Two-Handed Tapping and Developing Hand Independence for Bass Players

Zander Zon

Photo: Zander Zon

Q: I have been practicing two-handed taping and can’t get independence between left and right hand. Specifically, I can’t play rhythm patterns with my fretting hand and independently play harmony with the plucking hand. Can you suggest some workout for this kind of problem?

A: While I have very limited experience with two-handed tapping, I do have experience with working through independence problems (both as a drummer and a bassist.

When getting multiple limbs (or digits) to do more than one thing at once, it becomes all about muscle memory. The more you have to actively think about what you are doing, the less likely you will be do be able to do it. At the very least, you are forced to keep things very simple in order to play with any authority when you don’t have that muscle memory.

When muscle memory is present, one feels as if they are allowing their subconscious mind to take over one of their tasks so that you can better focus on the other task. We’re usually not able to think too deeply about more than one thing at a time.

The same goes for playing through changes: if you have to think about where the notes are on the fretboard, how to articulate the line and what notes are in the chord scale you want to play, it’s unlikely you’ll play anything meaningful and you certainly can’t afford much brain space to dedicate to your ears and interact with other musicians at the asme time.

Playing anything fluidly and with ease presumes that much of the nuts and bolts of what you are doing is built in to your hands and brain, leaving you enough mental function to listen and focus on playing musically.

So what do to? I would suggest you focus your energy on the rhythmic independence of your two hands, initially. Gradually refine that focus to include finger independence as you go and start to feel comfortable.

In other words, start macro and work your way towards micro.

You might even start without the instrument in your hands – or at least, you can use this method to practice when away from your instrument. In the car, sitting in a chair, anywhere…

It could start as simply as learning to play simple drum rudiments with your hands on your knees. Single stroke rolls, double stroke rolls, paradiddles, and so on. (Do a search for beginning drum rudiments and begin there). You can progress beyond this by studying polyrhythms a little bit and learn how to tap 3 against 4 and any number of other polyrhythms. This kind of work will also do wonders for your rhythmic vocabulary and phrasing!

Of course, you can do this on the instrument as well, but I would start simply. Maybe just tapping one note with each hand or even just thumping the strings. Focus on the rhythm and don’t clutter up your attempts with harmony just yet. Get it right before you try and move on.

Remember the quickest results come when we work slowly and with intention. Learn to do it correctly slowly and you will get there much more quickly than you would by starting off too fast to do it properly. Practice precision and control and the speed will come naturally and surprisingly quickly.

The next step would be to incorporate the fingers. Work from the pool of knowledge that you already have under your fingers. Try incorporating a simple scale pattern with your left hand and a rhythm with the left. For example, tap a paradiddle between your left hand rhythmically and your right hand tapping the notes of the scale. You could certainly incorporate harmony into both hands by playing the same scale in unison in each hand. You could also harmonize by starting with the left hand on the root and the left hand on the 3rd, for example. The possibilities are endless.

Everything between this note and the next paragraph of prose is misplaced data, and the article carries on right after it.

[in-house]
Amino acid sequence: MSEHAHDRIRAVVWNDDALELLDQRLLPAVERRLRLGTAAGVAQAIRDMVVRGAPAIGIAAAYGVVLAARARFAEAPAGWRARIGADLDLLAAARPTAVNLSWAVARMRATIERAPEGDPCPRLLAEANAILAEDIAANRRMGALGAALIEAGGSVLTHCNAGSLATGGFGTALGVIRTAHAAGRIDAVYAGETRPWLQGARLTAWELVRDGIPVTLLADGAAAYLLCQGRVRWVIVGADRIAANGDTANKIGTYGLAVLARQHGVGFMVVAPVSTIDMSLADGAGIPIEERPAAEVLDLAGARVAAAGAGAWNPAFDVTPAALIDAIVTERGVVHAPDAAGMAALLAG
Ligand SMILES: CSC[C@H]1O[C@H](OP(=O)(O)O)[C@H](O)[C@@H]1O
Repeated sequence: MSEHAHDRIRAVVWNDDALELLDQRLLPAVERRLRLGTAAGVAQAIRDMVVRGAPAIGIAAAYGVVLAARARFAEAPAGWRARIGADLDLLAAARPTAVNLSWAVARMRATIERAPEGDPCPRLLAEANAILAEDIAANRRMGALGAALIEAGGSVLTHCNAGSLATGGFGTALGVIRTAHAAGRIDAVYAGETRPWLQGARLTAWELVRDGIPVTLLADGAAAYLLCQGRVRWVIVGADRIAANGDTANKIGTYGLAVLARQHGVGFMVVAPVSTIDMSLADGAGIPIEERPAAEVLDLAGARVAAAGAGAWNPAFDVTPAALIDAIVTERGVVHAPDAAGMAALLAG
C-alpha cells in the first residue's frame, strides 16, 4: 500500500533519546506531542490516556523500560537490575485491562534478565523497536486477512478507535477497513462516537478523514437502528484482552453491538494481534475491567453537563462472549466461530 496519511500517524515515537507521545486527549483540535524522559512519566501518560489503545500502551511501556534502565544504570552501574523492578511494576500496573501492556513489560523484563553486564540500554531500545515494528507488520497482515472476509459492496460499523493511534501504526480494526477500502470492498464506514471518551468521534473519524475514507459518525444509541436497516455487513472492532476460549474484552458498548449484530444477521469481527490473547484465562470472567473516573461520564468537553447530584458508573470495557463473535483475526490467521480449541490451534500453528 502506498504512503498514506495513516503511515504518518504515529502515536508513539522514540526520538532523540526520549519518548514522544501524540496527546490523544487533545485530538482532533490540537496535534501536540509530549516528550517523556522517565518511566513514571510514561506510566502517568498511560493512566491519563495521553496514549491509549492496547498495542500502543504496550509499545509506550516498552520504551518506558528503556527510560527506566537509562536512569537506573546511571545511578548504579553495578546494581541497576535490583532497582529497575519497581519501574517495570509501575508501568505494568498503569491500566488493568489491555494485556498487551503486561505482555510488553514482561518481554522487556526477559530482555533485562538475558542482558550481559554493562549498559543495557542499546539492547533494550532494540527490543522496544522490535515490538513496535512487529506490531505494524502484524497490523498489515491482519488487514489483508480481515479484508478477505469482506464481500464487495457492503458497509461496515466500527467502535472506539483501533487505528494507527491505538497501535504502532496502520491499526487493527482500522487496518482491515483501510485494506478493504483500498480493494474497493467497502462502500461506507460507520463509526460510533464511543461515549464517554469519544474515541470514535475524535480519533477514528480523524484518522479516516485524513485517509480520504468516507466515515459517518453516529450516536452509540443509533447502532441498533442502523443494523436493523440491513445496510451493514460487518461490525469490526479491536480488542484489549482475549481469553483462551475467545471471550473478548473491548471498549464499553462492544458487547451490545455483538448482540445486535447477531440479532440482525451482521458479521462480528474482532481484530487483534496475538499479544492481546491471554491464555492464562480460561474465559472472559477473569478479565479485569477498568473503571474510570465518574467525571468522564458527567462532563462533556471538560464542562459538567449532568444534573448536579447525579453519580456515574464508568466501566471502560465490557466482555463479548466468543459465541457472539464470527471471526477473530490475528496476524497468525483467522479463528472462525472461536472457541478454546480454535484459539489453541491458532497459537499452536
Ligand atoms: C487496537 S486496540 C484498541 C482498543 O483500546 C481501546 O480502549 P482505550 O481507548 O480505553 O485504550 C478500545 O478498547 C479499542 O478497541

The key is to take what you know and slowly incorporate new material, while working from that solid foundation. Work those polyrhythms into familiar harmonic patterns. If you are new to tapping, you will likely want to spend some quality time simply getting your right hand to work properly as a fretting hand. Pay attention to your hand position and finger strength and independence. You may simply want to start by just trying to play solid scales and arpeggios with your right hand on the fretboard (using all four fingers, getting good tone and playing with accuracy).

I would imagine that if you develop your right hand independently of your left on the fretboard, get comfortable playing different rhythms with each hand that work together (try thumping clave with one hand and a simple tumbao bass line with the other… yikes!), and slowly pull those things together into one action, you will develop a solid technique a comfort level over time.

Take it slow and think about it methodically. Break it down into it’s simplest steps and make sure that you have each of them working properly by themselves before you try to combine everything into one action.

Let me encourage all of you readers out there to chime in on this question, as I am admittedly out of my depth. Help me out! Please share your thoughts and suggestions in the comments.

Have a question for Damian Erskine? Send it to [email protected]. Check out Damian’s instructional books, Right Hand Drive and The Improviser’s Path.

Get daily bass updates.

Get the latest news, videos, lessons, and more in your inbox every morning.

Leave a Reply to Stefan Cancel reply

  1. Stefan

    Thanks for the answer, meant so much

  2. Anonymous

    Helped me. Part 3 is the one where it really pays off.

  3. The simplest advice that I would have is to break down a simple groove that incorporates a bass line with the LH and a chordal pattern with the RH into little fragments that you practice with a metronome. Eventually you’ll start to piece each fragment together. Even the most complicated and syncopated combination of rhythms become simple when they are divided into small fragments.